It’s not wintertime yet, but evenings are starting to cool down with the nice breeze we’ve had in New York. Cooler evenings call for a very simple recipe, a soup. Even though it’s so easy to make, it’s a little time-consuming, and the results will tell you it’s worth making it, because it’s so delicious.
24 cups (16 pints) water
1/2 lb codfish
2 large, chopped zucchini
1 tablespoon butter
1 cup chopped celery
1 clove minced garlic for sautéing with the codfish
1 clove chopped garlic for simmering with the soup broth
1 chopped red onion
1/3 cup chopped scallions
1/3 cup green peas
1 tablespoon olive oil
1/4 teaspoon black pepper to taste
1/2 teaspoon fresh or dried, crumbled thyme
Because I used salt codfish, it was desalted in a big bowl with water, 24 hours prior to cooking, with the water changed 6 times. You can get it less salty by desalting it for 48 hours, changing the water more often than 6 times per 24 hours.
The broth takes about 4 hours to make, and you’ll need a big pot in which you’ll pour the water. Heat it up to the highest, pot covered, and add the chopped zucchini, butter, chopped celery, chopped garlic, and chopped red onion, and the parts of the fish you don’t eat, such as the head, spine, bones, as long as it has some meat – the only purpose on doing this is to get some flavor of the fish in your broth. When it starts boiling, lower the heat immediately so it will simmer for 4 hours, pot uncovered. The idea is to have about 4-6 cups of broth at the end, so water adjustment may be necessary – adding more water, probably; or letting it simmer a little longer, if the broth seems to be more than 6 cups.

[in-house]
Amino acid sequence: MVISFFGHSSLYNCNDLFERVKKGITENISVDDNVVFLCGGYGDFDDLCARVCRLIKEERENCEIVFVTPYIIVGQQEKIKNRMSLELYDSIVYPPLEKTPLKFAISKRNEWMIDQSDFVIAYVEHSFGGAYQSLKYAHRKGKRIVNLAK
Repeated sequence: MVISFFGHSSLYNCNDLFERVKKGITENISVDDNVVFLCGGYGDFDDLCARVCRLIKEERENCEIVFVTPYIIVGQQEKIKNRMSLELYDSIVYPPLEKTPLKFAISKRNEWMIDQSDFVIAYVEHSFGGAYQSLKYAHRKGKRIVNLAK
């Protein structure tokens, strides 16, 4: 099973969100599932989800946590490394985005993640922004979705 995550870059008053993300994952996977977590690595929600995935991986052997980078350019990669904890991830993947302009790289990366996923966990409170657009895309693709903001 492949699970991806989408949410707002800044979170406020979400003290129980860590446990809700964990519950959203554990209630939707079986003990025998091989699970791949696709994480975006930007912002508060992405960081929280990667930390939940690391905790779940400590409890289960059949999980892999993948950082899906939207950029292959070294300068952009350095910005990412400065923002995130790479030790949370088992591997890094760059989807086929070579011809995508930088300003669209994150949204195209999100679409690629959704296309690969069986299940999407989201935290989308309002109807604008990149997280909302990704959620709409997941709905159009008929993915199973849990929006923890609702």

Pour the olive oil in a pan and start cooking the codfish, and minced garlic. The fish cooks for 4 minutes each side, on low heat. The minced garlic sautés in one minute, added to the side of the fish while it’s cooking. Flake the cod after it’s cooled down a bit.
Strain the broth, put it back into the hot pot, and add the peas, scallions, black pepper and thyme – if you’re using fresh thyme, chopped it finely. Add the fish to your broth, and there you have it: an excellent codfish soup!
COOKING RECIPES by Lucas Eller